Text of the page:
Union betrayal at Navistar— A warning to Canadian auto workers

The very week that the Canadian Auto Workers union (CAW) began contract talks with the three major North American automakers, it wound up the struggle against union-busting at Navistar.

The 650 production workers at Navistar’s heavy truck assembly plant in Chatham ratified a new contract by a margin of 82 percent on July 15, ending an explosive six-week strike that had galvanized support from workers across southwestern Ontario. Then, in the subsequent three days, CAW President Buzz Hargrove and other senior union officials met respectively with the management of General Motors’, Ford’s and DaimlerChrysler’s Canadian divisions.

That the CAW leadership is proclaiming the two-year contract it negotiated with Navistar a “victory” must serve as a warning to all auto workers. The agreement provides the framework for Navistar to speed up production, while continuing to slash jobs.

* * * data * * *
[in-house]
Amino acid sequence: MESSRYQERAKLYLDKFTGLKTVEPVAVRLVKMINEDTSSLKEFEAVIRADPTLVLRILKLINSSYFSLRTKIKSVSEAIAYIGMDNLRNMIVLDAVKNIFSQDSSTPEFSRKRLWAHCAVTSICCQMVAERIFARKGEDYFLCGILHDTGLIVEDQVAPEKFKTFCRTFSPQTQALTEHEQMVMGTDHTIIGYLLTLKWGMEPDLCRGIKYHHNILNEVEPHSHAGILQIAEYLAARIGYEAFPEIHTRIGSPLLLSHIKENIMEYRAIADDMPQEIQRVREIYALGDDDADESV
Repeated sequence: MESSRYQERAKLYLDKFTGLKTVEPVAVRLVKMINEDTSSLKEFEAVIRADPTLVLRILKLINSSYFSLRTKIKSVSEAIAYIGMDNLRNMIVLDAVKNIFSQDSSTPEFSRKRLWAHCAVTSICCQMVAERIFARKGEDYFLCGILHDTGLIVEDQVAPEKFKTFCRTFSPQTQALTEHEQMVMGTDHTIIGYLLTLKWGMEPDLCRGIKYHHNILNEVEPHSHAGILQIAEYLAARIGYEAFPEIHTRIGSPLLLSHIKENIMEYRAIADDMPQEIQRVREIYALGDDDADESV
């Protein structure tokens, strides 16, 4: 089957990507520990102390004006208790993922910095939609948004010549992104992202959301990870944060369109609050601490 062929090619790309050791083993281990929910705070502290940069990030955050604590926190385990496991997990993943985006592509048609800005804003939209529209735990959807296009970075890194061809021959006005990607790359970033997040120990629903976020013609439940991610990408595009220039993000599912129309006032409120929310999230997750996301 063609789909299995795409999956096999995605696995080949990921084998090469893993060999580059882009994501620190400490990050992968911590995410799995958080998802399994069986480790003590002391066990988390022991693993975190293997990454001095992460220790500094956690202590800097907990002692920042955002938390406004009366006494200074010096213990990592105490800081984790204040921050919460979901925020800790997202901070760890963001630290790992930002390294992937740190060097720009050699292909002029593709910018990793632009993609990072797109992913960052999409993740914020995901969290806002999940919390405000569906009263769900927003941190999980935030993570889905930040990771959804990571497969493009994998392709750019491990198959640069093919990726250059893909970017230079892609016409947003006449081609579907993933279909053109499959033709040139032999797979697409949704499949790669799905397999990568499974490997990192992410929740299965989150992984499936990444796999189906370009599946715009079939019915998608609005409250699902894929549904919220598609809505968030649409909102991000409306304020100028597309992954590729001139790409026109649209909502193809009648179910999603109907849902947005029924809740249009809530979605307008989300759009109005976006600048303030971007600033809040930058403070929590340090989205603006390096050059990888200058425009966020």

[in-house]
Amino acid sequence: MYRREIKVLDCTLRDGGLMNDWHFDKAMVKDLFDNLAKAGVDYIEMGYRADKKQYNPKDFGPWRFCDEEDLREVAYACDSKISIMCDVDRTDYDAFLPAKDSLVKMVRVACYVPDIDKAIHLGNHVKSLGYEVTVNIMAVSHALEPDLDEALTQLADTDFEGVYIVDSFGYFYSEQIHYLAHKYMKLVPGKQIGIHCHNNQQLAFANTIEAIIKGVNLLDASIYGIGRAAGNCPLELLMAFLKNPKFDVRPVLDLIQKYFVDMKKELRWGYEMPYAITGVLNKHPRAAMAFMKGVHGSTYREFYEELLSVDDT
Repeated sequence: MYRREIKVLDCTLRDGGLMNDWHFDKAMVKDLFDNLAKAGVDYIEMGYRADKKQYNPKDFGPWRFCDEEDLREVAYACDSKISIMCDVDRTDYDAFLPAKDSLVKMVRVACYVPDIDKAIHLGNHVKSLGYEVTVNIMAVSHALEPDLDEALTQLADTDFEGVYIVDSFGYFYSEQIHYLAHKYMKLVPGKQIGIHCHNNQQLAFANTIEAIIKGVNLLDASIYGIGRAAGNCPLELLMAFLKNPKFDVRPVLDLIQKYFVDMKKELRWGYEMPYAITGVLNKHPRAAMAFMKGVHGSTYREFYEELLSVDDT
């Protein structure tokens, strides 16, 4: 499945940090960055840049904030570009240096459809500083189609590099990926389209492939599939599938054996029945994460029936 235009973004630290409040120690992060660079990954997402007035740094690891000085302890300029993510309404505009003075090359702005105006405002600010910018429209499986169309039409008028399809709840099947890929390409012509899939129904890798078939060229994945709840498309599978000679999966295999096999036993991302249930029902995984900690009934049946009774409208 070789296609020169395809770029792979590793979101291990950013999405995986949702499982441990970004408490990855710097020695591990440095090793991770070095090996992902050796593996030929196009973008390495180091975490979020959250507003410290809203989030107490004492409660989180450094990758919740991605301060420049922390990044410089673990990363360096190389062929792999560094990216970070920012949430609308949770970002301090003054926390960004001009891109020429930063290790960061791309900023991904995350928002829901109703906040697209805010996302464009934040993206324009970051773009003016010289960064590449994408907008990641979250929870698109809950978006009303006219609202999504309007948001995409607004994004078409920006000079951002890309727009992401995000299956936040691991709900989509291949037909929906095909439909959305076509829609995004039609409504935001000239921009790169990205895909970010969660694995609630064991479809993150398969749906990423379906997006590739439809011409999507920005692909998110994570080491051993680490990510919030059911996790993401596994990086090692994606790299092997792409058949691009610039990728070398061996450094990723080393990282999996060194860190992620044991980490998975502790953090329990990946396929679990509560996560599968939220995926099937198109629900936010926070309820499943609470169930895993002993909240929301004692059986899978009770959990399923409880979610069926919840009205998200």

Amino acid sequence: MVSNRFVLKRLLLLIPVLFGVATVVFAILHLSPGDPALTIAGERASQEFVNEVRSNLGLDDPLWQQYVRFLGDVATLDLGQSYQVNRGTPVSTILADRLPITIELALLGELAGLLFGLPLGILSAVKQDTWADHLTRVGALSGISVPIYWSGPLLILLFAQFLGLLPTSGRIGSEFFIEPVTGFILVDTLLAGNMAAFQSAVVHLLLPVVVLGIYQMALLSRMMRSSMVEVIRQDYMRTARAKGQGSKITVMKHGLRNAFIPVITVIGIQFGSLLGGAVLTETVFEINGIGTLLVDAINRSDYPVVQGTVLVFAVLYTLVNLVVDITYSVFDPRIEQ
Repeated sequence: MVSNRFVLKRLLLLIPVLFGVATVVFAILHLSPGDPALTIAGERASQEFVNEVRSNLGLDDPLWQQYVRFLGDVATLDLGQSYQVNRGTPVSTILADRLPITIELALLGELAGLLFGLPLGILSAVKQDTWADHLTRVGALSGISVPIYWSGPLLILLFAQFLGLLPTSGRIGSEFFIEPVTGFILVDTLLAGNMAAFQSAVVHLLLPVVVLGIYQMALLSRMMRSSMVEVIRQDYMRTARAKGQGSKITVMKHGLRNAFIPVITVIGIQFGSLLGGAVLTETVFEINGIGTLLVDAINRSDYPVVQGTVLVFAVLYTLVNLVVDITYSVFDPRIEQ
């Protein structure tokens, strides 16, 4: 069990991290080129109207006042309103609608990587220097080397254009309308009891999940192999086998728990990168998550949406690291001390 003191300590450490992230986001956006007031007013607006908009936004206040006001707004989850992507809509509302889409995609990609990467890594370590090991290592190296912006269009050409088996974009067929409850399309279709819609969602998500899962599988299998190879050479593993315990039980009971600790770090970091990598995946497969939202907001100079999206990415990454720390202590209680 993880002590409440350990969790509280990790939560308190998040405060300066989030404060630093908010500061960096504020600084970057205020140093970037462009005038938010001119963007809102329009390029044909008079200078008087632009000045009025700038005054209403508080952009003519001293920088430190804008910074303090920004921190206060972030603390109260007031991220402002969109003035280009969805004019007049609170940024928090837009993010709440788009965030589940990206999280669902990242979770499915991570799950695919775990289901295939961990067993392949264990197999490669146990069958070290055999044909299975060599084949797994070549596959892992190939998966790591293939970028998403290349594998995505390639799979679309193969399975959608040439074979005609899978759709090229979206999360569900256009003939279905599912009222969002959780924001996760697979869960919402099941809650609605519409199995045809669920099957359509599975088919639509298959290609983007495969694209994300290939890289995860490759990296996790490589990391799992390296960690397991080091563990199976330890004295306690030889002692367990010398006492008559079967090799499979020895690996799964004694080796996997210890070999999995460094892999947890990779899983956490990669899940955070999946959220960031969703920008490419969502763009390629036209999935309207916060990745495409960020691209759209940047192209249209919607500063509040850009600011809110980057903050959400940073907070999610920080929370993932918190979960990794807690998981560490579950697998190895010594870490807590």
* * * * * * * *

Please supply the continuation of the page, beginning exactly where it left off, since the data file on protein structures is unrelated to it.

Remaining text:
Prior to the strike, the Chatham plant was producing 39 heavy trucks a day. Now, thanks to changes in contract provisions governing scheduling and work rules, the plant’s present workforce will produce 46 trucks per day, with a potential, under mandatory overtime, of up to 57 per day. The contract compels workers to work 48 hours per week, including 5 hours on Saturdays, when management demands.

The contract further gives Navistar a green light to contract out as many as 43 more jobs. And, as a lever for pressing for further concessions, the world’s fourth-largest truck maker retains its threat to close the plant. A contractual guarantee the Chatham plant will remain open lapses after May 31, 2003.

Especially significant and damaging to working class solidarity is the CAW’s abandonment of the more than 1,000 Navistar workers currently on layoff. As company spokesman Roy Wiley was quick to point out, the new contract will enable Navistar to boost production without having to call back a single worker. It is precisely such betrayals which have helped create the political climate in which employers believe that they can successfully resort to strikebreaking.